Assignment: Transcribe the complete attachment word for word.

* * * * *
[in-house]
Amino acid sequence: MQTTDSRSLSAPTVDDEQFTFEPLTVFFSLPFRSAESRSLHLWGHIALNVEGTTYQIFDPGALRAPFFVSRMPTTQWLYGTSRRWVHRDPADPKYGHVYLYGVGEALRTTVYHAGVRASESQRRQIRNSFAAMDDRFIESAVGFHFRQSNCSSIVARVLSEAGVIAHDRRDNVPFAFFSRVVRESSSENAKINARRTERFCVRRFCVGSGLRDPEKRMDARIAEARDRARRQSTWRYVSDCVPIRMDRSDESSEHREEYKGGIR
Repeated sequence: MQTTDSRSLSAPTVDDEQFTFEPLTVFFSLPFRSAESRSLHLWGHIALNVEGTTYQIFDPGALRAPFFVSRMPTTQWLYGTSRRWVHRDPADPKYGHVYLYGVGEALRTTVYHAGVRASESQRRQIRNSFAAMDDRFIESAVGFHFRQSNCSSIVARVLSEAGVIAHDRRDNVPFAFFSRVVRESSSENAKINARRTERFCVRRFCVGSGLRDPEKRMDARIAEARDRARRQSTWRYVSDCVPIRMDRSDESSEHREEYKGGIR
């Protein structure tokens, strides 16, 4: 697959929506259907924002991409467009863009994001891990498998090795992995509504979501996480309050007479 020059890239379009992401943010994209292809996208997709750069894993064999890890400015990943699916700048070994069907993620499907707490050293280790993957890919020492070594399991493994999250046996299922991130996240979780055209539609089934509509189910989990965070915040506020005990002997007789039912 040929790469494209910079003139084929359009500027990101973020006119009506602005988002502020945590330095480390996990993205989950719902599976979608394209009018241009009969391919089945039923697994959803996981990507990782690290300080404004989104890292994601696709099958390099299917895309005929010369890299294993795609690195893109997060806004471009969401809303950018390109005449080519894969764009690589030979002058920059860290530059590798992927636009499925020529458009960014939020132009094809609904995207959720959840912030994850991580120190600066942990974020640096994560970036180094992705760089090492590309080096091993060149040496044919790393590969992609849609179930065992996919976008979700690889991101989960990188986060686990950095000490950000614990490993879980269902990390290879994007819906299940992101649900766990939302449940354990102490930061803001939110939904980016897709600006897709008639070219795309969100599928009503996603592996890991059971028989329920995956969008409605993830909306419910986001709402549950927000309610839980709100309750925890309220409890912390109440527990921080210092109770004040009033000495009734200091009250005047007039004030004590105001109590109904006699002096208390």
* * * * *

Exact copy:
[in-house]
Amino acid sequence: MQTTDSRSLSAPTVDDEQFTFEPLTVFFSLPFRSAESRSLHLWGHIALNVEGTTYQIFDPGALRAPFFVSRMPTTQWLYGTSRRWVHRDPADPKYGHVYLYGVGEALRTTVYHAGVRASESQRRQIRNSFAAMDDRFIESAVGFHFRQSNCSSIVARVLSEAGVIAHDRRDNVPFAFFSRVVRESSSENAKINARRTERFCVRRFCVGSGLRDPEKRMDARIAEARDRARRQSTWRYVSDCVPIRMDRSDESSEHREEYKGGIR
Repeated sequence: MQTTDSRSLSAPTVDDEQFTFEPLTVFFSLPFRSAESRSLHLWGHIALNVEGTTYQIFDPGALRAPFFVSRMPTTQWLYGTSRRWVHRDPADPKYGHVYLYGVGEALRTTVYHAGVRASESQRRQIRNSFAAMDDRFIESAVGFHFRQSNCSSIVARVLSEAGVIAHDRRDNVPFAFFSRVVRESSSENAKINARRTERFCVRRFCVGSGLRDPEKRMDARIAEARDRARRQSTWRYVSDCVPIRMDRSDESSEHREEYKGGIR
């Protein structure tokens, strides 16, 4: 697959929506259907924002991409467009863009994001891990498998090795992995509504979501996480309050007479 020059890239379009992401943010994209292809996208997709750069894993064999890890400015990943699916700048070994069907993620499907707490050293280790993957890919020492070594399991493994999250046996299922991130996240979780055209539609089934509509189910989990965070915040506020005990002997007789039912 040929790469494209910079003139084929359009500027990101973020006119009506602005988002502020945590330095480390996990993205989950719902599976979608394209009018241009009969391919089945039923697994959803996981990507990782690290300080404004989104890292994601696709099958390099299917895309005929010369890299294993795609690195893109997060806004471009969401809303950018390109005449080519894969764009690589030979002058920059860290530059590798992927636009499925020529458009960014939020132009094809609904995207959720959840912030994850991580120190600066942990974020640096994560970036180094992705760089090492590309080096091993060149040496044919790393590969992609849609179930065992996919976008979700690889991101989960990188986060686990950095000490950000614990490993879980269902990390290879994007819906299940992101649900766990939302449940354990102490930061803001939110939904980016897709600006897709008639070219795309969100599928009503996603592996890991059971028989329920995956969008409605993830909306419910986001709402549950927000309610839980709100309750925890309220409890912390109440527990921080210092109770004040009033000495009734200091009250005047007039004030004590105001109590109904006699002096208390």